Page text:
In Part II, Barthes, noting pleasure to be “an imperfect mediator,” leaves a part of himself aside in an attempt to discover the eidios of photography (60). When viewing a personally meaningful image of his deceased mother, the Winter Garden Photograph, Barthes discovers “something like an essence” of photography (73). From there, Barthes derives the nature of photography from “the only photograph which assuredly existed for me, and to take it somehow as a guide for my last investigation” (73).

Barthes notes the codependence of the photograph and its referent, or spectrum. Photography “can never deny the thing that has been there,” and that the spectrum’s necessary presence is not metaphoric, but rather “the living image of a dead thing” (76, 79). Throughout Camera Lucida, Barthes darkly makes reference to the presence of Death (and concurrently, History) in photography. Barthes even concludes that “Death is the eidos of the photograph” (15).

Interestingly, all intextual photos in Camera Lucida have human spectrum. In order to spark punctum in Barthes, humans must be the subjects, the objects, the spectrum; they are his punctum. “Air,” as Barthes describes, is “that exboriant thing which induces from body to soul–animula, little individual soul, good in one person, bad in another” (109). Humans throughout Time and History ground Barthes’ philosophy of photography.

Barthes warns the reader of society’s concern “to tame the Photograph,” to extricate punctum (117). Barthes instead encourages the reader to pursue “the strictly revulsive moment which reverses the course of the thing, and which I shall call, in conclusion, the photographic ecstasy” (119).


“This fatality (no photograph without something or someone) involves Photography in the vast disorder of objects–of all the objects in the world: why choose (why photograph) this object, this moment, rather than some other? Photography is unclassifiable because there is no reason to mark this or that of its occurrences” (6).

“Most [photographs] provoke only a general and, so to speak, polite interest: they have no punctum in them: they please or displease me without pricking me: they are invested with no more than studium. The studium is that very wide field of unconcerned desire, of various interests, of inconsequential task […] the studium is the order of liking, not of loving […] to recognize the studium is inevitably to encounter the photographer’s intentions, to enter into harmony with them, to approve or disapprove of them, but always to understand them, to argue them within myself, for culture (from which the studium derives) is a contract arrived at between creators and consumers. This studium […] allows me to discover the Operator, to experience the intentions which establish and animate his practices” (27-28).

“I had to conceive […] how Photography’s Referent is not the same as a referent of other systems of representation. I call ‘photographic referent’ not the optionally real thing to which an image or a sign refers but the necessarily real thing which has been placed before the lens, without which there would be no photograph […] Photography can never deny the thing that has been there” (76).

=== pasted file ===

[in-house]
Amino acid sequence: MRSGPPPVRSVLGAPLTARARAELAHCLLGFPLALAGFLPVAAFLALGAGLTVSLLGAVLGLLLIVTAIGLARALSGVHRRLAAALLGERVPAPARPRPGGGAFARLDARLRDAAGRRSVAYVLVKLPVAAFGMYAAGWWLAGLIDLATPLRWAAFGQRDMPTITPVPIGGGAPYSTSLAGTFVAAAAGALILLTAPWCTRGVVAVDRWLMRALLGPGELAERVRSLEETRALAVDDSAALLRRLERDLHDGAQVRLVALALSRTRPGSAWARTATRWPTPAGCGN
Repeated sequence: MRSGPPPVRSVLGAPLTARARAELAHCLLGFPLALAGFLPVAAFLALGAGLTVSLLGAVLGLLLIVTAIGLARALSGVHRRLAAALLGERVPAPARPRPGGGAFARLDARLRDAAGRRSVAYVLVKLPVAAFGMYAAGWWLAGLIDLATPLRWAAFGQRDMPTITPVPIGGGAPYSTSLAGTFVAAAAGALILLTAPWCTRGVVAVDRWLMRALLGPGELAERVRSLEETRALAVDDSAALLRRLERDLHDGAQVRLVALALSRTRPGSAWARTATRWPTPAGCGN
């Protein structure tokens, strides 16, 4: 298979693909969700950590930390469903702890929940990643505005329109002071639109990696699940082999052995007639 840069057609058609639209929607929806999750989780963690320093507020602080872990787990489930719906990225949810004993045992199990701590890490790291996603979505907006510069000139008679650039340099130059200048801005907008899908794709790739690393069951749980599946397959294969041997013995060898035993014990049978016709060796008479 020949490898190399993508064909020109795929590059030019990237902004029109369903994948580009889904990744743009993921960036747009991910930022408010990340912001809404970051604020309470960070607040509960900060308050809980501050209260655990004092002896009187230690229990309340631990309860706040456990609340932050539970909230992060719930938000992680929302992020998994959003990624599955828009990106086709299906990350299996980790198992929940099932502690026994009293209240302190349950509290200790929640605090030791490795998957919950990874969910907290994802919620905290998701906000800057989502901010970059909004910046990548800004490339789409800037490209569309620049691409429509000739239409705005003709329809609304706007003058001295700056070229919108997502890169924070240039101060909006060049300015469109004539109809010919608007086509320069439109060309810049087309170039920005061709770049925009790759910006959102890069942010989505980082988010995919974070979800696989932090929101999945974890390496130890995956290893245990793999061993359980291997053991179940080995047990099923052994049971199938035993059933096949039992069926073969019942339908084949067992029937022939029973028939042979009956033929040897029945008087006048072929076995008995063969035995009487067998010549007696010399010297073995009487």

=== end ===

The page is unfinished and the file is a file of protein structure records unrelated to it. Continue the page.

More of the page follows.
“The photograph possesses an evidential force, and that its testimony bears not on the object but on time” (89).

“It [photography] is a denatured theater where death cannot be “contemplated,” reflected and interiorized; or again: the dead theater of Death, the foreclosure of the Tragic, excludes all purification, all catharsis” (90).

“Society is concerned to tame the Photograph, to temper the madness which keeps threatening to explode in the face of whoever looks at it. To do this, it possesses two means. The first consists of making Photography into an art, for no art is mad […] the other means of taming photography is to generalize, to gregarize, banalize it until it is no longer confronted by any image in relation to which it can mark itself, assert its special character, its scandal, its madness […] This is what is happening in our society, where the Photograph crushes all other images by its tyranny: no more prints, no more figurative painting, unless henceforth by fascinated (and fascinating) submission to the photographic model […] one of the marks of our world is perhaps this reversal: we live according to a generalized image-reperoitore. Consider the United States, where everything is transformed into images: only images exist and are produced and consumed […] when generalized, it (the Photograph) completely de-realizes the human world of conflicts and desires, under cover of illustrating it” (119).


  1. Can non-human spectrum spark punctum?
  2. What does punctum feel like in you?
  3. How would Barthes react to photos on social media (like Instagram)?
  4. Why camera lucida? What not camera obscura?

Big Ideas

Because photographs are static images, the viewer of the photograph has the ability to study the image for an unrestricted period of time, allowing him the opportunity to experience both the punctum and studium of the photograph in ways he would not be able to with moving picture films (Barthes 26). The photograph captures and reproduces time and allows society to understand culture and time in ways that were previously impossible (Sontag 13). [LW]